The most alarming data breaches of 2018

The most alarming data breaches of 2018

Factors such as increased connectivity and improved monitoring tools contribute to the record-breaking number of data breaches in 2018. However, the biggest contributor by far has to be the brazen ambition of hackers. That is, the counts aren’t getting bigger just because we’re getting better at counting breaches — the scope of cyberattacks has increased as well, with each major assault affecting hundreds of thousands to millions of users. Here are some of the biggest attacks that happened in 2018.

Facebook (29 million users affected)
When it occurred: July 2017 to September 2018

What happened: Hackers were able to take advantage of vulnerabilities in Facebook’s programming. These let them obtain “access tokens” — digital keys that granted them complete access to users’ accounts — and copied tons of user data.

What was compromised: Contact information, locations, relationship statuses, recent searches, and other highly sensitive data

Chegg (40 million users affected)
When it occurred: April 29, 2018 to September 19, 2018

What happened: An unauthorized party infiltrated a company database that contained user data for, an educational technology company that helps students accomplish their homework, save on textbooks via rentals, and find internships.

What was compromised: Real names, account usernames and passwords, email addresses, shipping addresses

Google+ (52.5 million users affected)
When it occurred: November 7–13, 2018

What happened: Earlier in 2018, a software glitch exposed the personal profile data of half a million users. Another bug revealed sensitive information of over 50 million users last November, prompting the tech giant to shut down its social media platform earlier than initially announced — from August 2019 to April 2019.

What was compromised: Email addresses, names, ages, and occupations, among others

Quora (100 million users affected)
When it occurred: November 2018

What happened: According to the knowledge-sharing company, one of its systems was broken into by a “malicious third party” that may have compromised users’ account information.

What was compromised: Account information (e.g., names, email addresses, and encrypted passwords), users’ public questions and answers, and data from user accounts that are connected to Quora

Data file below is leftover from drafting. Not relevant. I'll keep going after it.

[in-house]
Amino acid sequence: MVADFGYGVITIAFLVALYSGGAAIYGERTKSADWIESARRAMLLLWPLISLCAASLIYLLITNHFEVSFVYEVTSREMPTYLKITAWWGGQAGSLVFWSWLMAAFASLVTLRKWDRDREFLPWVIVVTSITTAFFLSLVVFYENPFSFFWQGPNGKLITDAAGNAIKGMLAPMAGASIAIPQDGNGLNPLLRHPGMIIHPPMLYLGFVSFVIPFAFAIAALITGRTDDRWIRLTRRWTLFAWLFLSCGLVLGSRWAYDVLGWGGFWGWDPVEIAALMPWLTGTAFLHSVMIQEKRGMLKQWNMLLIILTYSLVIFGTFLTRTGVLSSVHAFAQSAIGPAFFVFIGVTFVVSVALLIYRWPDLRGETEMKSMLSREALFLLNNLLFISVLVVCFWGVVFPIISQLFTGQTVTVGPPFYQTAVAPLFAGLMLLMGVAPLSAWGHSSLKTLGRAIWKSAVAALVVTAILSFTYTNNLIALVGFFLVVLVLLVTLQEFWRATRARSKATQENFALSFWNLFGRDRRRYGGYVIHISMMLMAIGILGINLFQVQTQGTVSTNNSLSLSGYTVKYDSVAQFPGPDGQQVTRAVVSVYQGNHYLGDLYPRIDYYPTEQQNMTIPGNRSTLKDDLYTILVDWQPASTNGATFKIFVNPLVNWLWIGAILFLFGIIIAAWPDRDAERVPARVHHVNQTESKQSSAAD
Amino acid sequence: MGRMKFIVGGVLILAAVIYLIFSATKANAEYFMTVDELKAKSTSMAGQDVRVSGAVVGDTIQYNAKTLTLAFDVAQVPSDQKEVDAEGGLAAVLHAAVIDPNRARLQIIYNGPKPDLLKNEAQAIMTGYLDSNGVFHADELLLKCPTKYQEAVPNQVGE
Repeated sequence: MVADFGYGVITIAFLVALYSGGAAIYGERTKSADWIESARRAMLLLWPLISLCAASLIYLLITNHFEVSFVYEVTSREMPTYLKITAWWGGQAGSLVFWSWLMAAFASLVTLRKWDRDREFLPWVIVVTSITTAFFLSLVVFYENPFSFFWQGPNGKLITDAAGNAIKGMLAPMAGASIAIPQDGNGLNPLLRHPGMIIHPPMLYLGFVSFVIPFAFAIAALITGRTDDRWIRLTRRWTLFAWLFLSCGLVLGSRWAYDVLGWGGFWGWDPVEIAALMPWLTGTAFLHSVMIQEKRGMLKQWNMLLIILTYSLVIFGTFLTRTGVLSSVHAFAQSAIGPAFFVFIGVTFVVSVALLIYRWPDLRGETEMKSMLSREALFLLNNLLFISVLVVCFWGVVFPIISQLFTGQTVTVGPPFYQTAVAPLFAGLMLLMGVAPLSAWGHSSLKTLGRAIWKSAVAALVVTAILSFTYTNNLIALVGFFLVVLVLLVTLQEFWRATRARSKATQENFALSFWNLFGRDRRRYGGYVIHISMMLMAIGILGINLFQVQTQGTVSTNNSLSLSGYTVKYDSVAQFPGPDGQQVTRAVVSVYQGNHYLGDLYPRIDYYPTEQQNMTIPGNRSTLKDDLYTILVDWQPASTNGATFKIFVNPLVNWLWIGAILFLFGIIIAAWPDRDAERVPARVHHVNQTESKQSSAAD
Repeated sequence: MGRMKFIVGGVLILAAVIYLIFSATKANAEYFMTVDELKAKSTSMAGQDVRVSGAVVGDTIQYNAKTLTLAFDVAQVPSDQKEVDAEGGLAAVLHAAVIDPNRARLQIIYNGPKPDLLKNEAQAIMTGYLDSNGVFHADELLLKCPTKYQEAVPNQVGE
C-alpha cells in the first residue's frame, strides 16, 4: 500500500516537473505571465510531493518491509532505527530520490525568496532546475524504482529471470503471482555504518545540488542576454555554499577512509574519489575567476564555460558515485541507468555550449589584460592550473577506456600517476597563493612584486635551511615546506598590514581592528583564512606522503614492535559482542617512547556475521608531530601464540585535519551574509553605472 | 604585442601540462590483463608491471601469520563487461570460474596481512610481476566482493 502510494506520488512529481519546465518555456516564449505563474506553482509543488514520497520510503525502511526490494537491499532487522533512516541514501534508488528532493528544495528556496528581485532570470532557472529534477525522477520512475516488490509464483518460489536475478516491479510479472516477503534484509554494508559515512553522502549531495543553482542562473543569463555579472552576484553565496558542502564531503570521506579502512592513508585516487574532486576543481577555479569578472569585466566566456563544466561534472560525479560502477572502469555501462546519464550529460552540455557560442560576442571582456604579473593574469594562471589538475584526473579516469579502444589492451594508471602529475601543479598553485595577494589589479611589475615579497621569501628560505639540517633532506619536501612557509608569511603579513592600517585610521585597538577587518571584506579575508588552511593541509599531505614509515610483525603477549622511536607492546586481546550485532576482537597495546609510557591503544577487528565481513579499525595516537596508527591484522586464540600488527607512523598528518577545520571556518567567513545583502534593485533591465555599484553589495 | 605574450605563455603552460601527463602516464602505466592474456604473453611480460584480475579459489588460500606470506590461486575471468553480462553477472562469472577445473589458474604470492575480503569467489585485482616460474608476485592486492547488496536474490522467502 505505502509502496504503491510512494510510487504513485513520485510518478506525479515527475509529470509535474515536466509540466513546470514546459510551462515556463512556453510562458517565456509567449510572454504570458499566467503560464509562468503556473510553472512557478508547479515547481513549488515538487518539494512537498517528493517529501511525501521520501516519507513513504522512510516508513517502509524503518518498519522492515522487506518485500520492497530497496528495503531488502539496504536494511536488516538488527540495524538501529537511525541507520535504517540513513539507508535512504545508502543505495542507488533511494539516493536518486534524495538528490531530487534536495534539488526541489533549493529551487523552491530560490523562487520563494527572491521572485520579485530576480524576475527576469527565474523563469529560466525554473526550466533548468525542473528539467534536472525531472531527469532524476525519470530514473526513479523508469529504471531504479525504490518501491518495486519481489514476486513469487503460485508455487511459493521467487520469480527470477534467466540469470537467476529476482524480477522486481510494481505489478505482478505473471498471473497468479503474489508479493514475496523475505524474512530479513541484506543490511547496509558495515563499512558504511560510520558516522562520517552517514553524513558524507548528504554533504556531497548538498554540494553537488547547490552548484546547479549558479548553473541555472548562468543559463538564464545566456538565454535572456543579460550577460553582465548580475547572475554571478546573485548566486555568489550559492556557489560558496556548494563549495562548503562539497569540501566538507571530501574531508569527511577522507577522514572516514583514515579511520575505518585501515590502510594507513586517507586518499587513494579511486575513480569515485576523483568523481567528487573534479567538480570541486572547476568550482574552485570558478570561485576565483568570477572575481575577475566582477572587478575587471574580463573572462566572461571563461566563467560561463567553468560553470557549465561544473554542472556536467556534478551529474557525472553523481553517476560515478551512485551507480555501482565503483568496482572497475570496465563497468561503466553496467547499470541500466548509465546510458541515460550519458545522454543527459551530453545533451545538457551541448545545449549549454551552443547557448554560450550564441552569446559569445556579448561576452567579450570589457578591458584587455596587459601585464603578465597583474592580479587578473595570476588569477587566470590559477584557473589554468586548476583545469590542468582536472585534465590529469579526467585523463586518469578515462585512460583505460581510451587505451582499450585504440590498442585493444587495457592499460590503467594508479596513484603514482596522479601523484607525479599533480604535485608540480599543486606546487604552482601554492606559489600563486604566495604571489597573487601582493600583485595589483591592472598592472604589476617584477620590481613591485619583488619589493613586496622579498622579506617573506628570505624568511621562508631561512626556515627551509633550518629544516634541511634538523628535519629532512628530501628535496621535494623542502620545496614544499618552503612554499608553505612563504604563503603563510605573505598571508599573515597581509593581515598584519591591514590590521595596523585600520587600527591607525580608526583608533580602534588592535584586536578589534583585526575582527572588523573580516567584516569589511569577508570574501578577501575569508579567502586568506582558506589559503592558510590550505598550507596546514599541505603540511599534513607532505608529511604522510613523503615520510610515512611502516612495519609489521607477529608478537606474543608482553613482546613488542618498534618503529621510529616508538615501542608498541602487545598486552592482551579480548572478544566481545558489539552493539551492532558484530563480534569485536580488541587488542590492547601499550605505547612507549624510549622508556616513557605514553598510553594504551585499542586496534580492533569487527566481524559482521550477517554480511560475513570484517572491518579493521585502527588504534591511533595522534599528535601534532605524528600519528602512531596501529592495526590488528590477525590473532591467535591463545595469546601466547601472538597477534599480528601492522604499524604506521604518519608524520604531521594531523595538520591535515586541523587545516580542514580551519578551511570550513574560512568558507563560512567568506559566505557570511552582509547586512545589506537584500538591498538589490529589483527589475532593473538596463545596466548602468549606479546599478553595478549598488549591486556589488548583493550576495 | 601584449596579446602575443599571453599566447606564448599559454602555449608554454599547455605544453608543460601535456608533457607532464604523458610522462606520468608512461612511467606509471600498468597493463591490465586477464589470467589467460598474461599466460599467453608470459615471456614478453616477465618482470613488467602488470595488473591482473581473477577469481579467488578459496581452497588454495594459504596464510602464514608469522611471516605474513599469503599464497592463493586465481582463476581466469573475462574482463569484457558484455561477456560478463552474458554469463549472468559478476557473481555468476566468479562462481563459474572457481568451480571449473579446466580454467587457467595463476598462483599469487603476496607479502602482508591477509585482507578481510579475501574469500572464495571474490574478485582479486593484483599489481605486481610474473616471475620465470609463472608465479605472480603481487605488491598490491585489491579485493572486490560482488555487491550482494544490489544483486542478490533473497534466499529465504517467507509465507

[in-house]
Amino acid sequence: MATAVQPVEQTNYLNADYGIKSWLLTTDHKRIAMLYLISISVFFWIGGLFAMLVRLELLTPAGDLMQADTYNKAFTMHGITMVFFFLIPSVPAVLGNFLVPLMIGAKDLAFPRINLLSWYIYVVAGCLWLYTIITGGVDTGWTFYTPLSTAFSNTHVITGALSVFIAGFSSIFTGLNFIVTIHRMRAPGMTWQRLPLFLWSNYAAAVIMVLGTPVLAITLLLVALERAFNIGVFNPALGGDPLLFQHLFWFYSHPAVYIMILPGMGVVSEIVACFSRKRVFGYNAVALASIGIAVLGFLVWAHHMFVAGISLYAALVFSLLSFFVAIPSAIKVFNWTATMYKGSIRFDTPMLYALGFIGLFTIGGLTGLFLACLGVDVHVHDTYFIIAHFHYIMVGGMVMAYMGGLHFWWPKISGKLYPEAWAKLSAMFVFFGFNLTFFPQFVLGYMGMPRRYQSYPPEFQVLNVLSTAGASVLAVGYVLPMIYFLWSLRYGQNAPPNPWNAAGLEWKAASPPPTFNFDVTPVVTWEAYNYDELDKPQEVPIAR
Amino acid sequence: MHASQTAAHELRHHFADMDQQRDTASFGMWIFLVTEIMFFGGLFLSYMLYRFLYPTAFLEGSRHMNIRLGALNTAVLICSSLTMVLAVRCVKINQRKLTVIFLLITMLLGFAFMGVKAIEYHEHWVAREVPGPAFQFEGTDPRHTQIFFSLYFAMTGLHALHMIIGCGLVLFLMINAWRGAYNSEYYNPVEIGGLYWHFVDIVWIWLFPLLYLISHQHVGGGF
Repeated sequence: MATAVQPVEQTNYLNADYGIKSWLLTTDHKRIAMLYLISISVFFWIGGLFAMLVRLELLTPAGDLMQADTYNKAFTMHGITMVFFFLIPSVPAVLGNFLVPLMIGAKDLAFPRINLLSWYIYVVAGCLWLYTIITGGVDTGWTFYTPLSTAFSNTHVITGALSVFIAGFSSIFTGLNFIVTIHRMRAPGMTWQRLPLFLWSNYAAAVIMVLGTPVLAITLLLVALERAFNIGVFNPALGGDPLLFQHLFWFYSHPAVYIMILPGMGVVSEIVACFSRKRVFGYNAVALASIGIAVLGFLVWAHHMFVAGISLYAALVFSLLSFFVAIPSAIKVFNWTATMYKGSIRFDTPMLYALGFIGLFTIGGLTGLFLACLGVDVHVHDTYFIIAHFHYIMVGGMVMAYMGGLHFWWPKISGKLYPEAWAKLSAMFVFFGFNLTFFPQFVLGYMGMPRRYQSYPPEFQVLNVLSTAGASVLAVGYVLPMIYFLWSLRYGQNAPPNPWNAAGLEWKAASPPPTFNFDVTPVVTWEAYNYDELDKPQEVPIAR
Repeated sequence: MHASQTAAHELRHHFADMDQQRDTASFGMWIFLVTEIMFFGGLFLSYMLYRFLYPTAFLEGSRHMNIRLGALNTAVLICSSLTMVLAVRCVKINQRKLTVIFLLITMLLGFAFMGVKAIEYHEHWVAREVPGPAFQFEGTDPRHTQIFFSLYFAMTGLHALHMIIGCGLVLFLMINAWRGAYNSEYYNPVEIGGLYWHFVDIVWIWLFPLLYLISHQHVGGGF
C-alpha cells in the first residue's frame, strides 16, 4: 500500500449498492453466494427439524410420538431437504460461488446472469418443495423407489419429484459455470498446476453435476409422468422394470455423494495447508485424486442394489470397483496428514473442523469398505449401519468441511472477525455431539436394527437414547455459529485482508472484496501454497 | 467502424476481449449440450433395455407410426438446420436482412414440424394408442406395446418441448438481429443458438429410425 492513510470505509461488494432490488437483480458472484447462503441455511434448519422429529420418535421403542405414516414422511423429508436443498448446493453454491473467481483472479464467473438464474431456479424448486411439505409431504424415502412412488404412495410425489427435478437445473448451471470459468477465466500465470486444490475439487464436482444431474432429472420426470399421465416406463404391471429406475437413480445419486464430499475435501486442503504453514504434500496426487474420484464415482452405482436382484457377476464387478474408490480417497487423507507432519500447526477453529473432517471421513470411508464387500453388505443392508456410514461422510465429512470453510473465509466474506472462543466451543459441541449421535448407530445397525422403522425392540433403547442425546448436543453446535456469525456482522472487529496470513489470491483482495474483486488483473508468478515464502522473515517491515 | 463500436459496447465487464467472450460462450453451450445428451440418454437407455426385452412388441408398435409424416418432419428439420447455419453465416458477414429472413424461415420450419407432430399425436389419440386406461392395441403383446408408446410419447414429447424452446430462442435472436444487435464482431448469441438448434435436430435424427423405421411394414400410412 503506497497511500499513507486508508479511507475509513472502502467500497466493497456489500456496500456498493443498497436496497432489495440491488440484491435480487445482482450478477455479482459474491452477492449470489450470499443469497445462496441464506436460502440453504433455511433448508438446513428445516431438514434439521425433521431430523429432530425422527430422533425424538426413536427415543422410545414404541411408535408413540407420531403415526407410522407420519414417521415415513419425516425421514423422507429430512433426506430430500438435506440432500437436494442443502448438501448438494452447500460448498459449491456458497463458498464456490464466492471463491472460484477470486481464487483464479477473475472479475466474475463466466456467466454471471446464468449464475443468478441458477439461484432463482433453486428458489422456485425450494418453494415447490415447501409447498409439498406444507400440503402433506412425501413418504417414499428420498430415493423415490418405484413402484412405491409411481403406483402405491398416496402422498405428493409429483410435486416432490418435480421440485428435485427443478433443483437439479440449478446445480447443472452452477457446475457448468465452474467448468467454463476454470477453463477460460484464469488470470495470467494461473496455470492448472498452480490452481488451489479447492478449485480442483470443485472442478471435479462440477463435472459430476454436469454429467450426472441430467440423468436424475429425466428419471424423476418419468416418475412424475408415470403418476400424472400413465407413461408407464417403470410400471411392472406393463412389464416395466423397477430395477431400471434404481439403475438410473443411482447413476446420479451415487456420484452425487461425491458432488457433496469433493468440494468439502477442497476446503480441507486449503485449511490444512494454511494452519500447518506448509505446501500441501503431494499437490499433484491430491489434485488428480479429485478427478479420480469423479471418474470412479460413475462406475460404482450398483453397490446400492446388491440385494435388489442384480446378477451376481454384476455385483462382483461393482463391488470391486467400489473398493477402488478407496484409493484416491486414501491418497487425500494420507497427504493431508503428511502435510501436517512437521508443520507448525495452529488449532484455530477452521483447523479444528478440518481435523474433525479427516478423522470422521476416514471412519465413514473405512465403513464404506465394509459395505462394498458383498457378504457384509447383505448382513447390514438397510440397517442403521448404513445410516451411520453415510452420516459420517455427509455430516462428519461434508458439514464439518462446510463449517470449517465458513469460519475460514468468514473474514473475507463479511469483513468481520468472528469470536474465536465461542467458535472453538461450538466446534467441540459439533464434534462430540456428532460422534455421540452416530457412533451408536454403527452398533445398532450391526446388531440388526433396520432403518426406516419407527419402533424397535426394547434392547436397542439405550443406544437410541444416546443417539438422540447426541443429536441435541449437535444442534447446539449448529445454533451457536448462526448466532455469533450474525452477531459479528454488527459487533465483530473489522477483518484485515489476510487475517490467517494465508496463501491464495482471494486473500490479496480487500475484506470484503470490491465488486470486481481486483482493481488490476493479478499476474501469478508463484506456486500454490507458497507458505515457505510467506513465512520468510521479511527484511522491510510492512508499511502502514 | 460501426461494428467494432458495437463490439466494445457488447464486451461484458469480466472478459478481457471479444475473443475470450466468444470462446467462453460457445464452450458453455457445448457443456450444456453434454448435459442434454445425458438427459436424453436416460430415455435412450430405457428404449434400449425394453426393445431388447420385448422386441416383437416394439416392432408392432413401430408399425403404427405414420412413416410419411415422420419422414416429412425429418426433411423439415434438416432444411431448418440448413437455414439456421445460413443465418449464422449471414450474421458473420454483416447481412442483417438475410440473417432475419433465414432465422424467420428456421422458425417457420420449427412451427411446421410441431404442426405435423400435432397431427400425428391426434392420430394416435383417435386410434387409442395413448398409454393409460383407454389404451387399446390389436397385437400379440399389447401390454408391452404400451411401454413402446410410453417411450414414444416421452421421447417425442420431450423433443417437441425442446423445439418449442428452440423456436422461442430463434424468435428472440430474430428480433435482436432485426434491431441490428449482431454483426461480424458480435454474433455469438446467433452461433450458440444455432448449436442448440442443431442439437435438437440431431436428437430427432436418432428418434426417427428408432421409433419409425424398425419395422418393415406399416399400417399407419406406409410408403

MyFitnessPal (150 million users affected)
When it occurred: February 2018

What happened: An infiltrator accessed user account data on the MyFitnessPal app.

What was compromised: Account credentials, namely usernames, email addresses, and passwords

Exactis (340 million users affected)
When it occurred: June 2018

What happened: A cybersecurity expert found a database with minute details about nearly every US citizen in it on a publicly accessible server owned by marketing and data aggregation firm Exactis. It is not known if hackers were able to access the database, though according to the expert, it was likely to have happened.

What was compromised: Personally identifiable information ranging from contact details to personal interests and habits

Marriott Starwood Hotels (500 million users affected)
When it occurred: 2014 to September 2018

What happened: Cybercriminals hacked into the reservation database of the hotels and stole guest information.

What was compromised: Guest information such as reservation dates, payment card numbers (along with their expiration dates), passport numbers, and contact information

Aadhar (1.1 billion users affected)
When it was discovered: March 2018

What happened: Aadhar — India’s national ID database — suffered a data leak. A state-owned utility company called Indane did not secure their database-accessing API, thereby allowing anyone access to information held by Aadhar.

What was compromised: Identity and biometric information used by Aadhar members to open bank accounts, access basic government services (such as utilities), and receive financial assistance or aid from the state they live in

Cybersecurity is no laughing matter, especially when hackers pilfer your funds or ruin the reputation of your business. Arm your business with the best defense — contact our experts at USWired today.

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